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For several years, a team of researchers at The University of Texas at Dallas has investigated various materials in search of those whose electrical properties might make them suitable for small, energy-efficient transistors to power next-generation electronic devices. They recently found one such material, but it was nothing anyone expected.
This microscopic nanoflag pattern emerged as sheets of the “stripe” material — molybdenum ditelluride — were heated to about 450 degrees Celsius, at which point its atoms began to rearrange and form new structures — the “stars” in this false-color image.
In an article published online March 10 in the journal Advanced Materials, Dr. Moon Kim and his colleagues describe a material that, when heated to about 450 degrees Celsius, transforms from an atomically thin, two-dimensional sheet into an array of one-dimensional nanowires, each just a few atoms wide.
An image caught in mid-transformation looks like a tiny United States flag, and with false colors added, is arguably the world’s smallest image of Old Glory, Kim said.
“The phase transition we observed, this new structure, was not predicted by theory,” said Kim, the Louis Beecherl Jr. Distinguished Professor of materials science and engineering at UT Dallas.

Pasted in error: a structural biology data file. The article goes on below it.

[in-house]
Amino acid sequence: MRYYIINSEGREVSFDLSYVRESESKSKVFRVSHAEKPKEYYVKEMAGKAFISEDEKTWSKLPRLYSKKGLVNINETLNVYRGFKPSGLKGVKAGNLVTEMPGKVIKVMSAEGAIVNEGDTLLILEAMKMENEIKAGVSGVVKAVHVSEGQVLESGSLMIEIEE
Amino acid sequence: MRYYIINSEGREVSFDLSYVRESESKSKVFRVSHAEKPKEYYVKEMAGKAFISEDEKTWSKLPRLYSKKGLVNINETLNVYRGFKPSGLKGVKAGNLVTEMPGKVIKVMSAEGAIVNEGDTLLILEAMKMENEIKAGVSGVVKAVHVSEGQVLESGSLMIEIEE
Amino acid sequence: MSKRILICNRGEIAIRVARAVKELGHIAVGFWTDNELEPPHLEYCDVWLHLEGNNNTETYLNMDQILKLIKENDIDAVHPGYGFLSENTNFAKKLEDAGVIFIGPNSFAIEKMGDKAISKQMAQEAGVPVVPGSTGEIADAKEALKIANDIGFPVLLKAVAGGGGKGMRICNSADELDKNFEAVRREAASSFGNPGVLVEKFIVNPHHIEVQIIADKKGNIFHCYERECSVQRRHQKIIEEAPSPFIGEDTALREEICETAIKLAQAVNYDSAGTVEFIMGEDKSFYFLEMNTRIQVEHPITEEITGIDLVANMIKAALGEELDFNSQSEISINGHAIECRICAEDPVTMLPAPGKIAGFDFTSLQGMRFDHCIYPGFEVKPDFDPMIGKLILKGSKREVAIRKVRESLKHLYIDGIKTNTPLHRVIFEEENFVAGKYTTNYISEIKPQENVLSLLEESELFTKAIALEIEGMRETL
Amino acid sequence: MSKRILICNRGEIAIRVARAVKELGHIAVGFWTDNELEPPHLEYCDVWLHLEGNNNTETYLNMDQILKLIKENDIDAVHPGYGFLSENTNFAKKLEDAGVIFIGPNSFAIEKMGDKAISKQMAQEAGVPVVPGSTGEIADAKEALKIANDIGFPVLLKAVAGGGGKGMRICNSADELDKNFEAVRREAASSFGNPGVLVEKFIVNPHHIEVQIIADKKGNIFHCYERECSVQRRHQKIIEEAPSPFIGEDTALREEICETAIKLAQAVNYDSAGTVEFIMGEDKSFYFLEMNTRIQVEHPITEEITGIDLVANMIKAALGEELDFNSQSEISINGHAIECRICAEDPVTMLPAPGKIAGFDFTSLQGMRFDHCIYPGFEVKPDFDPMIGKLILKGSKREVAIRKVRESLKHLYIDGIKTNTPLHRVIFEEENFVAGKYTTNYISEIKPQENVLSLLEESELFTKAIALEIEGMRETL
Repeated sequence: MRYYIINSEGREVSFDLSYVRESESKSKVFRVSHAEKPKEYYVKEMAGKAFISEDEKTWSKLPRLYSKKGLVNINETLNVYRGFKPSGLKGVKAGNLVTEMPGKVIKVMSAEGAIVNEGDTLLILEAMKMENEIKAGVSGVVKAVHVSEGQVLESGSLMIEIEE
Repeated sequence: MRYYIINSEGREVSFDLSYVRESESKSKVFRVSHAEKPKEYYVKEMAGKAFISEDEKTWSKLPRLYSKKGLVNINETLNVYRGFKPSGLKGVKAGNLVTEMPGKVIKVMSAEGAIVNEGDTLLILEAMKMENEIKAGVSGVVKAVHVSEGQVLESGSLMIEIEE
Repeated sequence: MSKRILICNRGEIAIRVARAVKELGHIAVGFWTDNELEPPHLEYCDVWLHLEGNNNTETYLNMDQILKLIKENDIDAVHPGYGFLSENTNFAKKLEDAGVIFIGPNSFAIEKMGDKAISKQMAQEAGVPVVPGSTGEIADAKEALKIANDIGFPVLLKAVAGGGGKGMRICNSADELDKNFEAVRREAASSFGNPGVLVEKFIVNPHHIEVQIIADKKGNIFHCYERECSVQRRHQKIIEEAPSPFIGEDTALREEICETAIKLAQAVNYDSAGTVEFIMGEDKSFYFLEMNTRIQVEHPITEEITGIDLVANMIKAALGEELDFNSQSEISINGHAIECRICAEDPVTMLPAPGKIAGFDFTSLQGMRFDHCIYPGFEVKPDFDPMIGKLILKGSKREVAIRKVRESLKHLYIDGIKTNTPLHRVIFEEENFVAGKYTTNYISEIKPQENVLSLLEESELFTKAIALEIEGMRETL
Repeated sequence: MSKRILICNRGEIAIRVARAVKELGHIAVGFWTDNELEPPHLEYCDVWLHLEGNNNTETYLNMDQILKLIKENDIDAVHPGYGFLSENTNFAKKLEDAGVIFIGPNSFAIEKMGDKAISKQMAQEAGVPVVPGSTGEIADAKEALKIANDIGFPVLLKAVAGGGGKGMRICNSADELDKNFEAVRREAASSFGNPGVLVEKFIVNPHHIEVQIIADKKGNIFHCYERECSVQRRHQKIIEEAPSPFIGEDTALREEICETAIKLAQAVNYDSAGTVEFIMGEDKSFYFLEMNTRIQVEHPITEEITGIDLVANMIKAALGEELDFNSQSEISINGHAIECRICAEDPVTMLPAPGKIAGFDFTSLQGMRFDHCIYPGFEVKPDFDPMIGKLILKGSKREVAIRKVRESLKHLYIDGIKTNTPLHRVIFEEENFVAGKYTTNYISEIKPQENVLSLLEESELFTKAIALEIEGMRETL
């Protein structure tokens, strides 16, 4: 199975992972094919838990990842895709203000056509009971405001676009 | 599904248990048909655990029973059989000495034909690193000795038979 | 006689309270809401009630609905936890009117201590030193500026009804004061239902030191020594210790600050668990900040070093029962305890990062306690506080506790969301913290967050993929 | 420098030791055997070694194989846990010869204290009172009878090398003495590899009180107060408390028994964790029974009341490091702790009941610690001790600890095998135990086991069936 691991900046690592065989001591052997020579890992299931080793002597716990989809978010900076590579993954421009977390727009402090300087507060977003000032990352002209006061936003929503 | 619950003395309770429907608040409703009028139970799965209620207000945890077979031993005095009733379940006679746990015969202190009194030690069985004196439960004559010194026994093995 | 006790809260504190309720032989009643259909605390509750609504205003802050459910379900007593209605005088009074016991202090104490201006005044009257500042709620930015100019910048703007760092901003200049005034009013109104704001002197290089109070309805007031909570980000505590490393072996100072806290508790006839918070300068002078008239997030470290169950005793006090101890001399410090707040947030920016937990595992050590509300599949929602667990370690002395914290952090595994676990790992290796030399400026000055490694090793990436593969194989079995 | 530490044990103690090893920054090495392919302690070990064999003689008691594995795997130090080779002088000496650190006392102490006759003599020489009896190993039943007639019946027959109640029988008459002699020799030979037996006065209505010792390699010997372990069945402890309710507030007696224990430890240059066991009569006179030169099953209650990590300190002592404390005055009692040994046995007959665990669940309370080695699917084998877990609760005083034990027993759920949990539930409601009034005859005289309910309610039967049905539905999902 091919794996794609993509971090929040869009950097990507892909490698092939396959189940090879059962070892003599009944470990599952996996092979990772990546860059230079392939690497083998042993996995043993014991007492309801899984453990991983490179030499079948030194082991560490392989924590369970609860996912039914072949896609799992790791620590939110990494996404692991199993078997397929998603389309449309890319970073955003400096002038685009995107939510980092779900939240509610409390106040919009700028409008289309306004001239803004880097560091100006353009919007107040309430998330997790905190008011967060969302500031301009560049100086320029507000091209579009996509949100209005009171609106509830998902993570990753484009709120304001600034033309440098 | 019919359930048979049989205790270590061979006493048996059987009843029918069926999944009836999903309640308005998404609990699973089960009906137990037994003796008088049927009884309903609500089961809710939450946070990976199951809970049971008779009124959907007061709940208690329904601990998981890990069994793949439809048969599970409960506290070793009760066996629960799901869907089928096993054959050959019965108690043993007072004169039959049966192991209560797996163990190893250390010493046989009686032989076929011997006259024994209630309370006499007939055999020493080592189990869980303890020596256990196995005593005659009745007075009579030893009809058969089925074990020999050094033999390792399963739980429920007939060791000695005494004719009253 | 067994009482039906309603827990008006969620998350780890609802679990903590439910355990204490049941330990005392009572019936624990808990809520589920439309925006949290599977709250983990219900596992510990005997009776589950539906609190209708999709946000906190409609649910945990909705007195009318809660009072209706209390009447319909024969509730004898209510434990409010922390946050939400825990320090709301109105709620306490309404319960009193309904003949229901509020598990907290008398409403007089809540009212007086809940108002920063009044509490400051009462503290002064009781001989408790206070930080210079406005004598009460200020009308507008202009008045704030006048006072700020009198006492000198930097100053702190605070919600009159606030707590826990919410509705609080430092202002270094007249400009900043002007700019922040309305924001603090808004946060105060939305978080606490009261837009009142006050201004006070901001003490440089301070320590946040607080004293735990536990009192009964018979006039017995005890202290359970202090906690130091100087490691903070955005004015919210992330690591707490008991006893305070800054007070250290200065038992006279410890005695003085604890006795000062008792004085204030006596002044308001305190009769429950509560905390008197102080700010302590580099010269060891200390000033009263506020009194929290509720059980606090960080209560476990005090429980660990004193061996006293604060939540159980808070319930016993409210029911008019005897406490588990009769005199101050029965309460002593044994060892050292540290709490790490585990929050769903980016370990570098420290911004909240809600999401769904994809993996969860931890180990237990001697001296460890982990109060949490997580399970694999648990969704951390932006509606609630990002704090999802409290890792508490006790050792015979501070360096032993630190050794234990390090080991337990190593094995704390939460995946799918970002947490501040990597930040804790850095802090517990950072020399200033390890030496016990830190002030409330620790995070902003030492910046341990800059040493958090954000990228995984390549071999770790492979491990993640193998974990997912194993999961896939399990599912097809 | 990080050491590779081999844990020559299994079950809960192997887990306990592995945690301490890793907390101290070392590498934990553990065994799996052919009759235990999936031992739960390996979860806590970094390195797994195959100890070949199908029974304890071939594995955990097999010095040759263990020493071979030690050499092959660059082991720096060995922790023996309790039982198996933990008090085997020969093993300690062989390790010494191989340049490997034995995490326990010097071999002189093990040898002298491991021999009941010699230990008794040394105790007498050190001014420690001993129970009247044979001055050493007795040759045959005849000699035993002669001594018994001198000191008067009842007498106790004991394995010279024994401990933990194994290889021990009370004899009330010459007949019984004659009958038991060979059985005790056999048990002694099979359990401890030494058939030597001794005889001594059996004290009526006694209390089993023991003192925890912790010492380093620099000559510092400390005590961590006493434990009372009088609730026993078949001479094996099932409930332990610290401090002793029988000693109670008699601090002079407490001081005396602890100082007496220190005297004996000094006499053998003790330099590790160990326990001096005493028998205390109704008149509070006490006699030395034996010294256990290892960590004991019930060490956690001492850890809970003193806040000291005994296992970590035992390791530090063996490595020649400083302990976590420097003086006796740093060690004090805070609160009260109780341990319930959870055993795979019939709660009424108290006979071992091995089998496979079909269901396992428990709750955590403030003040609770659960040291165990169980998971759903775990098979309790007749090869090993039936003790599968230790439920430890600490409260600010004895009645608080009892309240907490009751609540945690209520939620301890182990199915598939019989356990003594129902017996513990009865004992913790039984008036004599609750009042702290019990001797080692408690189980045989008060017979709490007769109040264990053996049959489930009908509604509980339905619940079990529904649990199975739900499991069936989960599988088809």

Because the nanowires are semiconductors, they might be used as switching devices, just as silicon is used in today’s transistors to turn electric current on and off in electronic devices.
“These nanowires are about 10 times smaller than the smallest silicon wires, and, if used in future technology, would result in powerful energy-efficient devices,” Kim said. The lead authors of the study are Hui Zhu and Qingxiao Wang, graduate students in materials science and engineering in the Erik Jonsson School of Engineering and Computer Science.
Just a Phase?
When certain materials are subjected to changes in external conditions, such as temperature or pressure, they can undergo a phase transition. A familiar example is when liquid water is cooled to form a solid (ice), or heated to form a gas (steam).
For many materials, however, a phase transition means something a little different. As external temperature and pressure change, these materials’ atoms rearrange and redistribute to make a material with a different structure and composition. These changes can affect the new material’s properties, such as how electrons move through it. For scientists interested in new applications for materials, understanding such transitions is paramount.
In most cases, a type of graphic called a phase diagram helps researchers predict structural and property changes in a material when it undergoes a phase transition.
But nothing predicted what Kim’s team observed as it conducted experiments on a material called molybdenum ditelluride.
Nanoflags and Nanoflowers
Using a transmission electron microscope, the researchers started with atomically thin, two-dimensional sheets of molybdenum ditelluride, a material made up of one layer of molybdenum atoms and two layers of tellurium atoms. The material belongs to a class called transition metal dichalcogenides (TMDs), which show promise in replacing silicon in transistors.